Temple Grandin, Ph.D. a successful person with high-functioning autism, is concerned aobut the future of young people leaving the school systems for adult life. For this reason, Temple Grandin will be participating in an interactive and free Q & A online on Saturday April 7th, from 8:00am to 9:30am PST (11:00 am to 12:30pm EST) on AutismCollege.com. Registrants will be able to send in questions for Temple.
The subject of the Emmy-award winning HBO documentary “Temple Grandin,” Temple is a professor at Colorado State University, bestselling author, consultant to the livestock industry on animal behavior. Temple has this to say about the transition out of schools ervices for those with autism:
One of the most difficult times for many individuals on the spectrum is making the transition into adulthood. This is an area that is sadly neglected despite the fact that it is hugely important. I have had teachers and parents tell me many sad stories where a young adult loses a job or drops out of college because they were not prepared for a world away from home.
Pretty soon 700,000 to 800,000 teens and young adults will be leaving the school system and our society is not prepared for the sociological or economic impact. And the impact will be even more significant as the Center for Disease Control (CDC) has just announced the one in 88 children, one in 54 boys in the US has autism.
The transition to adult services has been very difficult for my son Jeremy and the family – as it is for most going through that transition. Having the supports in place for that person to be productive and lead a full life, if needed, is not an easy task and doesn’t happen all on it’s own. Trying to develop friendships, find mentors, and keep up connections already made is a full time job as well.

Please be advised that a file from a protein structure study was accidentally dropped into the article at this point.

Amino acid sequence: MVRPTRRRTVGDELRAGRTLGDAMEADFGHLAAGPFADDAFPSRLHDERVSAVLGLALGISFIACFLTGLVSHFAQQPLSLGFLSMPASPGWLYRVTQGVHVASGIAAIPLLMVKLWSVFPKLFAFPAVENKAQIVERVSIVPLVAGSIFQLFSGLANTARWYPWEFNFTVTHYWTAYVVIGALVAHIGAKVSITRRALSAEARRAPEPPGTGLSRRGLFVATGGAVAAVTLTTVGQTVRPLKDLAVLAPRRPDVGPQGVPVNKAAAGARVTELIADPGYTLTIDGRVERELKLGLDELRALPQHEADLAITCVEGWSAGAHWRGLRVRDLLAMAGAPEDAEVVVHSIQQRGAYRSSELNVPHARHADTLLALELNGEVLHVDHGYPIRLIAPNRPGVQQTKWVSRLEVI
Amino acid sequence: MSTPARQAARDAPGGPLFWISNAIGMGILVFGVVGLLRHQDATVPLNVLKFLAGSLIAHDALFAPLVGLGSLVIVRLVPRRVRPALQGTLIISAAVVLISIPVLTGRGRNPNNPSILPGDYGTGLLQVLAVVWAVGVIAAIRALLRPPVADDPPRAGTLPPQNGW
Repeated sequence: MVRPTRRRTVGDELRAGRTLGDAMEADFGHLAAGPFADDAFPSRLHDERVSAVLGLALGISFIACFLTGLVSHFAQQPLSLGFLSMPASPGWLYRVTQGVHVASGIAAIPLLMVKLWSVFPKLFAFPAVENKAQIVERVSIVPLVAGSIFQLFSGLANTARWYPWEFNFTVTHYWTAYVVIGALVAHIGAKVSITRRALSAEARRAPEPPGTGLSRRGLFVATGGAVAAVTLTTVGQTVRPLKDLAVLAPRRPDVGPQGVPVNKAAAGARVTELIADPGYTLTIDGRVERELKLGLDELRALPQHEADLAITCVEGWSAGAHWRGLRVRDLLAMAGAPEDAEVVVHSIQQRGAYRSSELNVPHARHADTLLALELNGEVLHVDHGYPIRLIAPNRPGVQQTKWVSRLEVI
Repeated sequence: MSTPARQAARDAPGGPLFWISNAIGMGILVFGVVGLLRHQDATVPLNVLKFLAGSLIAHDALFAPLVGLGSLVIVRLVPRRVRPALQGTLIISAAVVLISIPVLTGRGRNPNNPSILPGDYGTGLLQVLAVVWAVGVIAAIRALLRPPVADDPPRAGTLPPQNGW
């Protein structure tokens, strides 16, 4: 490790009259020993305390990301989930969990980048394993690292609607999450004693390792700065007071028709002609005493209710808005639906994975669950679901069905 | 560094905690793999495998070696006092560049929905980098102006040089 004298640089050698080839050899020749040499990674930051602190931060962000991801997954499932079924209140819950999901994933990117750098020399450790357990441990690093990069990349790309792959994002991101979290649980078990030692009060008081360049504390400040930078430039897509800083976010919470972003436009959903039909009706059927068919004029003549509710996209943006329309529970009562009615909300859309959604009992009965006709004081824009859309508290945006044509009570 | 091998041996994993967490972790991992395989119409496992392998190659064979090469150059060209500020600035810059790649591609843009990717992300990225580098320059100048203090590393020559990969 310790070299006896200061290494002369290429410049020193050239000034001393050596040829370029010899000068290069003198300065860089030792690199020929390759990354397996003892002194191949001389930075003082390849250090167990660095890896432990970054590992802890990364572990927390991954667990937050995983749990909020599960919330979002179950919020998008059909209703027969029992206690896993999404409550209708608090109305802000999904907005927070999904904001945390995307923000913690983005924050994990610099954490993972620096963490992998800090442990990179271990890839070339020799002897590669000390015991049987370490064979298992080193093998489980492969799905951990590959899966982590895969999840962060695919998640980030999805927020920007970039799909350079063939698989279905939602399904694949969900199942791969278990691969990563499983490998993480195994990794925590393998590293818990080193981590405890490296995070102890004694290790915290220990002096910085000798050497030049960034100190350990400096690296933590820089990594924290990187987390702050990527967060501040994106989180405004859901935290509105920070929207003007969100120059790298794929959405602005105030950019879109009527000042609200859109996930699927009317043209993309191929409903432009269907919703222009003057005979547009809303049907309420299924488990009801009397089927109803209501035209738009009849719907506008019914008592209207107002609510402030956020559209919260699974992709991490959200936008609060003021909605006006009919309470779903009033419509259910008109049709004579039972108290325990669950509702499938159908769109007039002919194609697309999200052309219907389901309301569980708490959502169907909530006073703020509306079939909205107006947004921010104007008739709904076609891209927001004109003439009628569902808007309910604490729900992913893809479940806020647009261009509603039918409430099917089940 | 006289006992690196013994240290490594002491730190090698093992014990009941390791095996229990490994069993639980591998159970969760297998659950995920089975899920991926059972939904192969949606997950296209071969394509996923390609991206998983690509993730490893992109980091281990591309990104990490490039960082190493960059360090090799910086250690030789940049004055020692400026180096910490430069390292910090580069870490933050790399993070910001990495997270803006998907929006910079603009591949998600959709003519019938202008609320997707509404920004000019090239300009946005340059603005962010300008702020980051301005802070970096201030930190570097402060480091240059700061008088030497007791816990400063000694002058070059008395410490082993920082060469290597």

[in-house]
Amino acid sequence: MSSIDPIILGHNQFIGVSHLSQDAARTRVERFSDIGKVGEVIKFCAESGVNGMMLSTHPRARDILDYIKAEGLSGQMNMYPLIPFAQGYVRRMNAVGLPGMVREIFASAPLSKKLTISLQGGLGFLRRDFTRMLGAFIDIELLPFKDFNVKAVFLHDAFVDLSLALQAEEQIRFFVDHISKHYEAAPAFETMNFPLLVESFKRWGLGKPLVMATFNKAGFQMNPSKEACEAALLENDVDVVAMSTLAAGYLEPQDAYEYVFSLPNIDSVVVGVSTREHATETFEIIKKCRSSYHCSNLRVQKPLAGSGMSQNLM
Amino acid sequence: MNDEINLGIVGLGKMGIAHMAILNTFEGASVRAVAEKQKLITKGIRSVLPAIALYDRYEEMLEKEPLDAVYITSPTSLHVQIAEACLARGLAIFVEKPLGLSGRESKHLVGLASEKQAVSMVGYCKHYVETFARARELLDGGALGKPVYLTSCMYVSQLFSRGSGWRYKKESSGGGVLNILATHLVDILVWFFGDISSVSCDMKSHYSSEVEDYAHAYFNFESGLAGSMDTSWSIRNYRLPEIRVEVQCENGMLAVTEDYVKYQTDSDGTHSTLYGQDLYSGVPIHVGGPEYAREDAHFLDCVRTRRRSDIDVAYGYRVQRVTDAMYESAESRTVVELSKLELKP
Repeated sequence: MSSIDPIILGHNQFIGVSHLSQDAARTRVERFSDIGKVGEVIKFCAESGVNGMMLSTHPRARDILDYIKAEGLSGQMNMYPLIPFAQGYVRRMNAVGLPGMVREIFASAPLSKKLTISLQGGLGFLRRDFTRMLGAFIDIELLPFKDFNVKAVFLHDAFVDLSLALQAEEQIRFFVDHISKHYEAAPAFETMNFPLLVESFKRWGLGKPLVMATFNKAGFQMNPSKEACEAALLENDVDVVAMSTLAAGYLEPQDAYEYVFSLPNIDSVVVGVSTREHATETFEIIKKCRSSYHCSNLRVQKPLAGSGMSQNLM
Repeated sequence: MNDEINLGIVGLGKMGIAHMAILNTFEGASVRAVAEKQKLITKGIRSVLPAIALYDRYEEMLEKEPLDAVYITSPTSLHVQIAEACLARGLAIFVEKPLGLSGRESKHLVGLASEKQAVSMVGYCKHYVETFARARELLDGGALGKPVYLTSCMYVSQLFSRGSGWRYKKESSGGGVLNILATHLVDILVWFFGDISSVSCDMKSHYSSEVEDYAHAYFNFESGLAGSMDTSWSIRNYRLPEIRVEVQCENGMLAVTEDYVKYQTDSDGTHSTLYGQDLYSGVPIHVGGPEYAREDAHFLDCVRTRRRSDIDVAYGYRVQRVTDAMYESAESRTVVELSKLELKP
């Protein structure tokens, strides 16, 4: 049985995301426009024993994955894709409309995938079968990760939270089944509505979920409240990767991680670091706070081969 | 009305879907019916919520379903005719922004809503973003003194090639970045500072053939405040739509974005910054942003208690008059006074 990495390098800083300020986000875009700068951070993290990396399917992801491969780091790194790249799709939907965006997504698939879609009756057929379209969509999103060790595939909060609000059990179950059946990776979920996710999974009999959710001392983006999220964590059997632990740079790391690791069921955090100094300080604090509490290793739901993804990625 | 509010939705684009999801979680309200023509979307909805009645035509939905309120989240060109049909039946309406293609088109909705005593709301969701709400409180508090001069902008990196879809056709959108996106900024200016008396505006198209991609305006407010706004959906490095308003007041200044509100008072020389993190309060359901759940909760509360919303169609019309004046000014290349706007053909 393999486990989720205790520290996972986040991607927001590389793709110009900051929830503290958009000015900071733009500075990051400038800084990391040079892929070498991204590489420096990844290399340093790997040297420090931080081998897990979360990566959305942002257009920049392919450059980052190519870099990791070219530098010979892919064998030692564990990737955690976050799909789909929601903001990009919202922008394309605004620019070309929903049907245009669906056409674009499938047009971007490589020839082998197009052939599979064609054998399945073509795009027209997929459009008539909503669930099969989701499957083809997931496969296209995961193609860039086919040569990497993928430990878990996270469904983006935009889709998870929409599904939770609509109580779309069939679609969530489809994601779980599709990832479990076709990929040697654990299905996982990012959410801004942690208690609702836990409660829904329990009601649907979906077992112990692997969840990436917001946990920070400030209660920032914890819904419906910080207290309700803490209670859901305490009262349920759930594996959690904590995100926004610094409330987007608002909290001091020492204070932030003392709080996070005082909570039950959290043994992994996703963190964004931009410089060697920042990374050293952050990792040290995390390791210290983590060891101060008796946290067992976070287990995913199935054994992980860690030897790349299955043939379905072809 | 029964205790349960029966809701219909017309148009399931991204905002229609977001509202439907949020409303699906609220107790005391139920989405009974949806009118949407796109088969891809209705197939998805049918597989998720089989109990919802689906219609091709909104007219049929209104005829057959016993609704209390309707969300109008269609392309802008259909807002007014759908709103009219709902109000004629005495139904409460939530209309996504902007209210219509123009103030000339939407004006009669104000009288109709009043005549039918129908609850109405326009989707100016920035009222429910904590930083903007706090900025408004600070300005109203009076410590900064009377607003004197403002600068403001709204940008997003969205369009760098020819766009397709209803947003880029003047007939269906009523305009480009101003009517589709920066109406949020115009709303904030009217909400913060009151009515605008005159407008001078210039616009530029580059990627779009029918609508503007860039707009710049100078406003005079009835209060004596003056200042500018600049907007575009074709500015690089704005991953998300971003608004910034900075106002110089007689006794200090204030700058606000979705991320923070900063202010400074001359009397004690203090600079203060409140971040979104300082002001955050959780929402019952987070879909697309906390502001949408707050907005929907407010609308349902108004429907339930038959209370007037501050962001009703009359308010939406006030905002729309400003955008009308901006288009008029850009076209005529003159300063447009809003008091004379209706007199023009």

So what are parents and their loved one supposed to do to prepare for adult life? Jeremy and I give our suggestions in A Full Life with Autism: From Learning to Forming Relationships to Achieving Independence. We know how hard it is for parents and for those on the spectrum. We want people to know the realities, but we want to empower them with the possibilities.
Temple and Jeremy, are both labeled autistic, and are very different although they share similarities in that they both have sensory processing challenges and both don’t like surprises very much. What they have in common, other than a label is that they both want a full, enjoyable life, just like anyone else does. As Jeremy puts it in the preface of A Full Life With Autism:
All of us on the spectrum are different from one another and our wants and hopes are as well. It is important to recognize that when planning our lives. Mighty systems are in place that don't understand this. Our nation was built on the principle that all people are created equally. Yet all Americans are not treated equally. African Americans, women, gay people, and the disabled continue to struggle, even those that have been given equal rights. Systems change will not happen unless we convince society that we are all differently abled yet deserve equal consideration.
On Sat April 7th, Jeremy and I will also be availalbe to answer questions on AutismCollege.com from 9:45am to11:15am PST (12:45 pm to 1:15pm EST).